Graphene for Electrodes in Organic Solar Cells Could Reduce Costs

Replacing indium-tin-oxide as the material for electrodes in organic solar cells provides a number of benefits

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Graphene for Electrodes in Organic Solar Cells Could Reduce Costs

While organic solar cells have been promising an inexpensive way to exploit solar power in comparison to their silicon-based cousins, things have not panned out in the marketplace quite as expected with flexible solar cells being rolled out onto roofs like asphalt roofing material.

But researchers at MIT believe they have overcome at least one obstacle with organic solar cells by finding a material for the electrodes that will match organic cells’ flexibility and replace the expensive indium-tin-oxide (ITO).

The magic material is none other than graphene, the wonder material of the latter half of the first decade of the 21st century.

Of course, this is not the first time that graphene has been discussed in relation to organic solar cells, but actually getting the graphene to go where you want it to go remained an obstacle.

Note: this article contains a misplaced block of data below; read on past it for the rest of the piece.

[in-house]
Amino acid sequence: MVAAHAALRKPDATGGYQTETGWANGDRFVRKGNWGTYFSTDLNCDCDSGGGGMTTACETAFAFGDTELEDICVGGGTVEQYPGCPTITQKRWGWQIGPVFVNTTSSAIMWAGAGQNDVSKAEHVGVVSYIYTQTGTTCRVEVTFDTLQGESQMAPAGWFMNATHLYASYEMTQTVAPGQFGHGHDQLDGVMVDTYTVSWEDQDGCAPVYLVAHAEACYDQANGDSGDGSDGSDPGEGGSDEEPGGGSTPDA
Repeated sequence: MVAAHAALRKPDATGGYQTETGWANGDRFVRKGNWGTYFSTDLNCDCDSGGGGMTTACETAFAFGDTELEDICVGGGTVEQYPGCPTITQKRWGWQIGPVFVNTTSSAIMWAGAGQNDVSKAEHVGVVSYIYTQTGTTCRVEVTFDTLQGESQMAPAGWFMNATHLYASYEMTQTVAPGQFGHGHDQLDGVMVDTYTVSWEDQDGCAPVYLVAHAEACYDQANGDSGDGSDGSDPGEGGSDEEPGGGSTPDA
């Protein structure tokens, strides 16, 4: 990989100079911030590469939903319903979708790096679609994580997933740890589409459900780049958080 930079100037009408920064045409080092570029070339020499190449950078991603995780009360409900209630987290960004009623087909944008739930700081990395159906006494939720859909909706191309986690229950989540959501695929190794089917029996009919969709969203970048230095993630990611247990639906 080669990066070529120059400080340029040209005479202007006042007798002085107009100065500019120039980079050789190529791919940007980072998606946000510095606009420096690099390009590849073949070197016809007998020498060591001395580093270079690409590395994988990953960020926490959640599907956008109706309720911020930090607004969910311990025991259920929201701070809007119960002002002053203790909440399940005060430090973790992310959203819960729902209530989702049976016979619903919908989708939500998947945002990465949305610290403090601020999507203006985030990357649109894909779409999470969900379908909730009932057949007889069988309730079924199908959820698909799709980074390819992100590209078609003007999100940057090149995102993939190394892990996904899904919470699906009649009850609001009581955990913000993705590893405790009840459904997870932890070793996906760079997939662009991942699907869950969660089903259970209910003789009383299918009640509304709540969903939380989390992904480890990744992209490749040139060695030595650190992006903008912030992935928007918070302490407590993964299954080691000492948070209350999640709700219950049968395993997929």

In a paper published in the Dec. 17 edition of the Institute of Physics journal Nanotechnology, MIT professors Jing Kong and Vladimir Bulovic demonstrated how they were able to overcome the material’s resistance to adhering to the panel. The solution turned out to be a doping process that introduced impurities into the graphene that made it bond with the panel.

After having overcome this manufacturing obstacle, the graphene performed much like ITO except that it was more flexible and also transparent to allow all available sunlight to pass through. But perhaps most importantly, carbon is far more abundant than the increasingly rare ITO, which would likely reduce the cost of the product.
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The Ultimate Transistor Timeline

The transistor’s amazing evolution from point contacts to quantum tunnels

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A chart showing the timeline of when a transistor was invented and when it was commercialized.
LightGreen

Even as the initial sales receipts for the first transistors to hit the market were being tallied up in 1948, the next generation of transistors had already been invented (see “The First Transistor and How it Worked.”) Since then, engineers have reinvented the transistor over and over again, raiding condensed-matter physics for anything that might offer even the possibility of turning a small signal into a larger one.

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